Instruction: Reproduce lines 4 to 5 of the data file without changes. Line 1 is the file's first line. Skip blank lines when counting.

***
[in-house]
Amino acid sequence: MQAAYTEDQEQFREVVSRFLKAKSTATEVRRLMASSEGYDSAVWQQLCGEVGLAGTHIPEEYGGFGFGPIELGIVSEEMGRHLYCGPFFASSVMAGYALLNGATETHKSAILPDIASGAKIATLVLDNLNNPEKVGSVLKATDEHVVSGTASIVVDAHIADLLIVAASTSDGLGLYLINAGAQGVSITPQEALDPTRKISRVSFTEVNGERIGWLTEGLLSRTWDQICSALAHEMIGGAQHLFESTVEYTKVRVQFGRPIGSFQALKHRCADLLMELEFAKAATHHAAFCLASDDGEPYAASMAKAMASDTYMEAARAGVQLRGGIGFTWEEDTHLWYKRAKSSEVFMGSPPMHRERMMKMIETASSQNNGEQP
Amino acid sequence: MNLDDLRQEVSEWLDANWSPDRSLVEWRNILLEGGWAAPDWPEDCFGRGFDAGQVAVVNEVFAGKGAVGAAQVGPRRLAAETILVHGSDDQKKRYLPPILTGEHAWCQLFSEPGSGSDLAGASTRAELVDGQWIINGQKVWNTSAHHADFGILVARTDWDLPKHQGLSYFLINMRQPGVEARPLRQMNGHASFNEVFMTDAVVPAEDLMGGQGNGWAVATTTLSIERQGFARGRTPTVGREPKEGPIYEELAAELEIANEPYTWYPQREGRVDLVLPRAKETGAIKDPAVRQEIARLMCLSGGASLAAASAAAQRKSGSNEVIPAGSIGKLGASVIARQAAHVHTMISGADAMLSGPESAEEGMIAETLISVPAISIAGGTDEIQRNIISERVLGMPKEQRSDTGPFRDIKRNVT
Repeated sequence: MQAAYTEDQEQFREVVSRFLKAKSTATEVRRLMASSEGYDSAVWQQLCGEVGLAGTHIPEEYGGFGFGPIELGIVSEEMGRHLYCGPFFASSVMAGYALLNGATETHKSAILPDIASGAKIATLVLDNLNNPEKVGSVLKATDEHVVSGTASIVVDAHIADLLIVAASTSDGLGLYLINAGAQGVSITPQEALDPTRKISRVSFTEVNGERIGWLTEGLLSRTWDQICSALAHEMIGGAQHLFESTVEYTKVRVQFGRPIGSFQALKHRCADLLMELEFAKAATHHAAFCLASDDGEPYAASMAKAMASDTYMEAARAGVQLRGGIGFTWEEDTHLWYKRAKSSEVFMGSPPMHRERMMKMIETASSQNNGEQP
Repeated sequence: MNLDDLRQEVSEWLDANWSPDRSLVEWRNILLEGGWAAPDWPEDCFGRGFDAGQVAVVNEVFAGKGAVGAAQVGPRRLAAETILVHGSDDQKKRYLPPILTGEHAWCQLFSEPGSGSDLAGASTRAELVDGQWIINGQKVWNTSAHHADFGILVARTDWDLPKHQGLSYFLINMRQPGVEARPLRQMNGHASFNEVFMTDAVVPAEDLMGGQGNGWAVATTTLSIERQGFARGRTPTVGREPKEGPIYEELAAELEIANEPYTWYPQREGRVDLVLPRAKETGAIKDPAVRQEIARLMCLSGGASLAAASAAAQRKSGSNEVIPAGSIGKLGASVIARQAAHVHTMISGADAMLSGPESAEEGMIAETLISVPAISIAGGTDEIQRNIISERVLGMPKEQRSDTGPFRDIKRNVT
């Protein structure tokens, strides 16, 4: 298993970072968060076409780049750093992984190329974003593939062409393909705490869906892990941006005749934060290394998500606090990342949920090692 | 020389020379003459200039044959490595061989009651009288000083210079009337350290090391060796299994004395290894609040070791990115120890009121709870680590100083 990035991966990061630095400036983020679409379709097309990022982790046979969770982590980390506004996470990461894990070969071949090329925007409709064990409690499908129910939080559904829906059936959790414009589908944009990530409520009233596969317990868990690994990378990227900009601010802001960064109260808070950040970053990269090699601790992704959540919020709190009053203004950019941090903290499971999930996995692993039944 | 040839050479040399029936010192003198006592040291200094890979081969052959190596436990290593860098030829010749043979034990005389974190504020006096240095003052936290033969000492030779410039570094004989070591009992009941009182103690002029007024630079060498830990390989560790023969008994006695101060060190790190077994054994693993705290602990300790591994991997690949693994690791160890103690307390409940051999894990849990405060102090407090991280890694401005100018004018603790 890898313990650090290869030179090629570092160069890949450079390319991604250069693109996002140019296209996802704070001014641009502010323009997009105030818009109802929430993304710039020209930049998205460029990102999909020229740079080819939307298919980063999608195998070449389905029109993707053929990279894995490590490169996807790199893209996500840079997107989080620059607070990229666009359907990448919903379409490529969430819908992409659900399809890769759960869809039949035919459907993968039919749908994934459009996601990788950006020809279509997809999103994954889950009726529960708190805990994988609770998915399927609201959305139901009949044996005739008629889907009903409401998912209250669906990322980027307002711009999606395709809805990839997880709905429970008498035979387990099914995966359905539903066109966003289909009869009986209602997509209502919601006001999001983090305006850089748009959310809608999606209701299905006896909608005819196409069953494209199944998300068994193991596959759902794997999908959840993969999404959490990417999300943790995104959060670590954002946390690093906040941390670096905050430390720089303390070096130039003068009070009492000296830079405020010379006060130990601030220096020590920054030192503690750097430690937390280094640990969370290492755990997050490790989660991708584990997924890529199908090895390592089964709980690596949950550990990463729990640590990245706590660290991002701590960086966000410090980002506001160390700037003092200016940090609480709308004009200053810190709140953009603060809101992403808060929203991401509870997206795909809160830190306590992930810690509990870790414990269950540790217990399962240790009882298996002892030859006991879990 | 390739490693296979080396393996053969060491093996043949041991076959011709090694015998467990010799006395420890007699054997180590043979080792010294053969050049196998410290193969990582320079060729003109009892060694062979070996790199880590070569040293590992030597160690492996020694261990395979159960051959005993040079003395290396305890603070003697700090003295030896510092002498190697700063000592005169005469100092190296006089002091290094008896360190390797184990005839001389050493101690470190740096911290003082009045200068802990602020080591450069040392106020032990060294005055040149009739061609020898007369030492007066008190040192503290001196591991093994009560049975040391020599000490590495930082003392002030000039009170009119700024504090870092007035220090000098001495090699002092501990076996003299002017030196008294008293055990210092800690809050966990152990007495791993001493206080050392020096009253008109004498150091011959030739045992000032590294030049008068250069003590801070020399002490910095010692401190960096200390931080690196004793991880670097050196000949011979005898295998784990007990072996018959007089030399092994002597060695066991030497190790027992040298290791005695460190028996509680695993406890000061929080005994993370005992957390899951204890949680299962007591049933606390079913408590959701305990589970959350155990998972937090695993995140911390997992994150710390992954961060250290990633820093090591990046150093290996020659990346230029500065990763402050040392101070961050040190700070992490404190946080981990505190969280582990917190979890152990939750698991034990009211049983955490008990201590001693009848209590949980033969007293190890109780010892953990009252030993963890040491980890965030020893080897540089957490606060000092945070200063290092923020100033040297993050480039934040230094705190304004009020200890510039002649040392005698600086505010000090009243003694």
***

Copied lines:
Repeated sequence: MQAAYTEDQEQFREVVSRFLKAKSTATEVRRLMASSEGYDSAVWQQLCGEVGLAGTHIPEEYGGFGFGPIELGIVSEEMGRHLYCGPFFASSVMAGYALLNGATETHKSAILPDIASGAKIATLVLDNLNNPEKVGSVLKATDEHVVSGTASIVVDAHIADLLIVAASTSDGLGLYLINAGAQGVSITPQEALDPTRKISRVSFTEVNGERIGWLTEGLLSRTWDQICSALAHEMIGGAQHLFESTVEYTKVRVQFGRPIGSFQALKHRCADLLMELEFAKAATHHAAFCLASDDGEPYAASMAKAMASDTYMEAARAGVQLRGGIGFTWEEDTHLWYKRAKSSEVFMGSPPMHRERMMKMIETASSQNNGEQP
Repeated sequence: MNLDDLRQEVSEWLDANWSPDRSLVEWRNILLEGGWAAPDWPEDCFGRGFDAGQVAVVNEVFAGKGAVGAAQVGPRRLAAETILVHGSDDQKKRYLPPILTGEHAWCQLFSEPGSGSDLAGASTRAELVDGQWIINGQKVWNTSAHHADFGILVARTDWDLPKHQGLSYFLINMRQPGVEARPLRQMNGHASFNEVFMTDAVVPAEDLMGGQGNGWAVATTTLSIERQGFARGRTPTVGREPKEGPIYEELAAELEIANEPYTWYPQREGRVDLVLPRAKETGAIKDPAVRQEIARLMCLSGGASLAAASAAAQRKSGSNEVIPAGSIGKLGASVIARQAAHVHTMISGADAMLSGPESAEEGMIAETLISVPAISIAGGTDEIQRNIISERVLGMPKEQRSDTGPFRDIKRNVT